I spent a lot of time writing and revising. It was the tenth draft that we finally shot. I went to the Screenwriters’ Lab, Script Station of Berlin Talents and received expert opinion and advice on my script. I was fortunate to have found a mentor in Marten Rabarts who then headed Amsterdam based Binger Filmlab. Marten took a lot of interest in my script and opened my eyes to the potential of storytelling.

The script was often improvised without being disloyal to it while shooting. Yes, since I was both the writer and director, I changed things to make use of locations or actors or situations. We changed the physical details without compromising on the emotional framework of the narrative.

The film was to be shot in Jharkhand but later Orissa too was considered. Where did you’ll finally shoot? How important is government assistance while shooting such independent projects?

We shot in Bengal and Odisha. We didn’t require much of government support except necessary clearances needed for a film shoot. I wish governments were more pro-active and supportive. The government has its own set of issues to deal with and cinema often is not on their priority. Besides, it’s probably difficult for state governments to imagine that a Mumbai-based producer might need their support. State governments think cinema is the medium of the rich and famous. They have little idea about the independent cinema movement.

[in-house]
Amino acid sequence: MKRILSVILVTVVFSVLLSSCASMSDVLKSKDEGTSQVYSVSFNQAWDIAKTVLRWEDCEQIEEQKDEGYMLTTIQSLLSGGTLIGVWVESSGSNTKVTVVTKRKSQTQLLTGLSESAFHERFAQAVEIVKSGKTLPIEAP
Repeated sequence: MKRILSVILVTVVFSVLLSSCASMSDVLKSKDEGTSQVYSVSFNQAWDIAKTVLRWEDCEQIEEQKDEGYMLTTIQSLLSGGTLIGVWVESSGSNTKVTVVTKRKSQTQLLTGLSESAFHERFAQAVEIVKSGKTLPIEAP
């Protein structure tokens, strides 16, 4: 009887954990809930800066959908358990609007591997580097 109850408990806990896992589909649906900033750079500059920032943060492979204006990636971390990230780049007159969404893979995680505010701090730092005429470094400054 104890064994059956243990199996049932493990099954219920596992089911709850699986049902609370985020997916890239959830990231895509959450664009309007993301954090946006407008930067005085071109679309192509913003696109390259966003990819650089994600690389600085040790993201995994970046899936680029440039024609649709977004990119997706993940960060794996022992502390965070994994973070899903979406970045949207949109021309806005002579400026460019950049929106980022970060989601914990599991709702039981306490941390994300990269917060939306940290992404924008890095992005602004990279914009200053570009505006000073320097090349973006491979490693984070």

Please describe the visual treatment of the film.

The idea was to capture decadence and remain focused on the narrative. Our DoP, Ramanuj (Dutta), worked hard to evoke the right mood.

Ramanujan , bikas

What was the key criterion for selecting the protagonist of your film? How did you help him prepare for this role?

We relied on auditions for all casting decisions. I did extensive workshops with child actors, where apart from rehearsing we discussed village life and the theme of the film in detail. The preparation process also included learning new things for actors – rolling a hoop, climbing trees etc.

How did Onir and Sanjay Suri come on board as producers? Tell us about the expertise that they brought to this film.

I met Onir at the NFDC Screenwriters’ Lab in Locarno. He liked the story and when he read the screenplay he decided to produce the film. Onir and Sanjay provided me the environment to make the film the way I wanted to. They handled the stressful part of filmmaking – producing, financing and gave me the resources and freedom to make Chauranga, the way I had dreamt of it.

Which are the filmmakers/works that have influenced you?

Bunuel had a great impact on me when I started watching films at a film society in Jamshedpur in the late nineties. I discovered the layers of Ray’s filmmaking much later when I was formally introduced to his work as a film student. I like Adoor Gopalakrishnan a lot too.

Few key points that every first-time filmmaker should bear in mind.

That will be a long list but most important – script comes first, so give it the time that it deserves. Second, filmmaking is team work – so always find the right collaborators who believe in the script and your vision as a director.